Gorsuch says U.S. Supreme Court not split along partisan lines
PROVO, Utah (AP) — The conventional wisdom that the court is split along partisan lines based on the political views of the president that appointed each justice is false, a U.S. Supreme Court justice said.
Justice Neil Gorsuch spoke about civility to an audience of about 1,000 at Brigham Young University on Friday, refuting the notion that judges are just "like politicians with robes."
Gorsuch is considered one of the Supreme Court's most conservative members, though he recently agreed with more liberal colleagues in a decision reaffirming a criminal defendant's right to a jury trial.
Gorsuch denied that justices' decisions are predictable, the Salt Lake Tribune and the Deseret News reported.
"Rubbish," he said.
Gorsuch noted he uses the original meaning of the Constitution to guide his judicial decisions, in contrast with judges who believe interpretations of the document should evolve over time.
"I worry that some living constitutionalists will take your rights away," he said.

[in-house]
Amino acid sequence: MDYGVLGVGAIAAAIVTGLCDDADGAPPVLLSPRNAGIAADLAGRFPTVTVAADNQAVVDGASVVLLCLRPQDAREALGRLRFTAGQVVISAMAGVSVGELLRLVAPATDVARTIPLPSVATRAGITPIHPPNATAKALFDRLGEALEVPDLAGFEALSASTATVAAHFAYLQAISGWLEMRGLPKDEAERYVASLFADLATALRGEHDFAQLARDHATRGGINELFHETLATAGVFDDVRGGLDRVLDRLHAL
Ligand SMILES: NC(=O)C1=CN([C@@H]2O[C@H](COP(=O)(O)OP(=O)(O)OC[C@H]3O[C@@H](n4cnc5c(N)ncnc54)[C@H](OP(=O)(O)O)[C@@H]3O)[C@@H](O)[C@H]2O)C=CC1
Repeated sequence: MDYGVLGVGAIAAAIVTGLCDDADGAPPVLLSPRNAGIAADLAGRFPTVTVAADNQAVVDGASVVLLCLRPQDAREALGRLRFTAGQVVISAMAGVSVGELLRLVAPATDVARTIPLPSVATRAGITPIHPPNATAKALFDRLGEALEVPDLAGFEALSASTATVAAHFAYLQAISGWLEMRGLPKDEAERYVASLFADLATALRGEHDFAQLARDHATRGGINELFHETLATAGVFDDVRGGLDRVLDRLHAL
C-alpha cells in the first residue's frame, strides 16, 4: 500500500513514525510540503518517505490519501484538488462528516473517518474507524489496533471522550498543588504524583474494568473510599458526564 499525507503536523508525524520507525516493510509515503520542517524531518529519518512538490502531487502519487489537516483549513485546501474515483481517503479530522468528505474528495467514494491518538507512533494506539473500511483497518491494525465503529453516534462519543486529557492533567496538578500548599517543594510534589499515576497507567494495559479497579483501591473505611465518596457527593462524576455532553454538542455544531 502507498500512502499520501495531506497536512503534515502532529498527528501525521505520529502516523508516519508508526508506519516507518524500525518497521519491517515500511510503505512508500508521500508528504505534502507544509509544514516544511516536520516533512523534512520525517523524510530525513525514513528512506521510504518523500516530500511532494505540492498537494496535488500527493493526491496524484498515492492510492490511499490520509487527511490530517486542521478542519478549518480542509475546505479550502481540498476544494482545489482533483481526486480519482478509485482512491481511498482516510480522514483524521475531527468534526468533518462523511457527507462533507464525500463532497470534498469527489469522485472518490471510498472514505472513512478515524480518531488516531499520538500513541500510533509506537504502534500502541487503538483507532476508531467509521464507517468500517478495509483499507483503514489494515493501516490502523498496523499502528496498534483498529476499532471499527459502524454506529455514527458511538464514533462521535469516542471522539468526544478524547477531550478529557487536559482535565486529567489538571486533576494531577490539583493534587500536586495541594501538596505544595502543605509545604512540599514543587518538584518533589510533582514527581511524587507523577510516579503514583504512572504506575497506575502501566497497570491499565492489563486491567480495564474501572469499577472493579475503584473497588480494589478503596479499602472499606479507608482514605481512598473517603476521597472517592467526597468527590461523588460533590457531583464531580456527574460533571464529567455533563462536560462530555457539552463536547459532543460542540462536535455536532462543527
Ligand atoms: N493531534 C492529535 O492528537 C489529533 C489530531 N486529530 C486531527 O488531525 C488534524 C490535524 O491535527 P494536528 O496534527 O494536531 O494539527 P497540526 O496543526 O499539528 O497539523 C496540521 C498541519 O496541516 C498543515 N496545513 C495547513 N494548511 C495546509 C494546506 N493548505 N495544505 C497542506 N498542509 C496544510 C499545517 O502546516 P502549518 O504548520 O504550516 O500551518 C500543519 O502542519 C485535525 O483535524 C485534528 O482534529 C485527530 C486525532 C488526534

Gorsuch said he doesn't recognize the court reflected in media hinting at deep divisions among the nine jurists.
He told the audience at Brigham Young that the justices eat packed lunches together while Justice Stephen Breyer tests out knock-knock jokes that his grandchildren taught him. Gorsuch said he and his colleagues sing happy birthday to each other, grill burgers at employee picnics and play practical jokes.
"That's the Supreme Court I know," he said.
Officials say the Supreme Court's justices rule unanimously in 40 percent of the 70 cases they hear in an October-to-May term.
Gorsuch says he is concerned about the deterioration of civic education. He said only about one-third of millennials think it's important to live in a democracy.
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